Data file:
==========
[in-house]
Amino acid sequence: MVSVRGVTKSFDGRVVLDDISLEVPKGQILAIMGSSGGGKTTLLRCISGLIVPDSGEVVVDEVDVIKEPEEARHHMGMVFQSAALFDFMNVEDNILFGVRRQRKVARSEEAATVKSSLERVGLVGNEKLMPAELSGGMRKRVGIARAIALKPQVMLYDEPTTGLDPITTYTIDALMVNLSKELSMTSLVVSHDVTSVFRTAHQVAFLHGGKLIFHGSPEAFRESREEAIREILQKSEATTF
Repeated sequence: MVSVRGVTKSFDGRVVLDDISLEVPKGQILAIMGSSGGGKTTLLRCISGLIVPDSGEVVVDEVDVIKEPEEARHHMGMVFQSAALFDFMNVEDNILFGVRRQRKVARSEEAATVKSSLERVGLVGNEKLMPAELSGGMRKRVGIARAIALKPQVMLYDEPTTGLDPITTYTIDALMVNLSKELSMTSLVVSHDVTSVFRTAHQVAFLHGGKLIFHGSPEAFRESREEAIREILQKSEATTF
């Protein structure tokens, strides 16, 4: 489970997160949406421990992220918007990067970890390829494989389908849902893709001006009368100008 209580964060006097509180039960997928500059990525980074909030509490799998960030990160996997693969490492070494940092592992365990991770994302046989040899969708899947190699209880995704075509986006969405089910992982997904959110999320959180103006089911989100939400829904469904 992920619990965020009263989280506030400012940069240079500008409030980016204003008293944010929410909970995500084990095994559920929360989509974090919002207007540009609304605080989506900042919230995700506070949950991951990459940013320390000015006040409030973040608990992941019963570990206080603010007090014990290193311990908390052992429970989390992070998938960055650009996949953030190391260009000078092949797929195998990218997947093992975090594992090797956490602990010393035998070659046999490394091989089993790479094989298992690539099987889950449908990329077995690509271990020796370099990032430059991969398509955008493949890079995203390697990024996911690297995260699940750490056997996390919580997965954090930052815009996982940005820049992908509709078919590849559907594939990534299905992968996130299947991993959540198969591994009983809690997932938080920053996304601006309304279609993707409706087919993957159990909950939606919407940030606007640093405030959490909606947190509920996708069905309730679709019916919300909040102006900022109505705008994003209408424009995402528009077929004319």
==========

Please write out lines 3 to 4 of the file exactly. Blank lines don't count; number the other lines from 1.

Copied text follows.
Repeated sequence: MVSVRGVTKSFDGRVVLDDISLEVPKGQILAIMGSSGGGKTTLLRCISGLIVPDSGEVVVDEVDVIKEPEEARHHMGMVFQSAALFDFMNVEDNILFGVRRQRKVARSEEAATVKSSLERVGLVGNEKLMPAELSGGMRKRVGIARAIALKPQVMLYDEPTTGLDPITTYTIDALMVNLSKELSMTSLVVSHDVTSVFRTAHQVAFLHGGKLIFHGSPEAFRESREEAIREILQKSEATTF
């Protein structure tokens, strides 16, 4: 489970997160949406421990992220918007990067970890390829494989389908849902893709001006009368100008 209580964060006097509180039960997928500059990525980074909030509490799998960030990160996997693969490492070494940092592992365990991770994302046989040899969708899947190699209880995704075509986006969405089910992982997904959110999320959180103006089911989100939400829904469904 992920619990965020009263989280506030400012940069240079500008409030980016204003008293944010929410909970995500084990095994559920929360989509974090919002207007540009609304605080989506900042919230995700506070949950991951990459940013320390000015006040409030973040608990992941019963570990206080603010007090014990290193311990908390052992429970989390992070998938960055650009996949953030190391260009000078092949797929195998990218997947093992975090594992090797956490602990010393035998070659046999490394091989089993790479094989298992690539099987889950449908990329077995690509271990020796370099990032430059991969398509955008493949890079995203390697990024996911690297995260699940750490056997996390919580997965954090930052815009996982940005820049992908509709078919590849559907594939990534299905992968996130299947991993959540198969591994009983809690997932938080920053996304601006309304279609993707409706087919993957159990909950939606919407940030606007640093405030959490909606947190509920996708069905309730679709019916919300909040102006900022109505705008994003209408424009995402528009077929004319």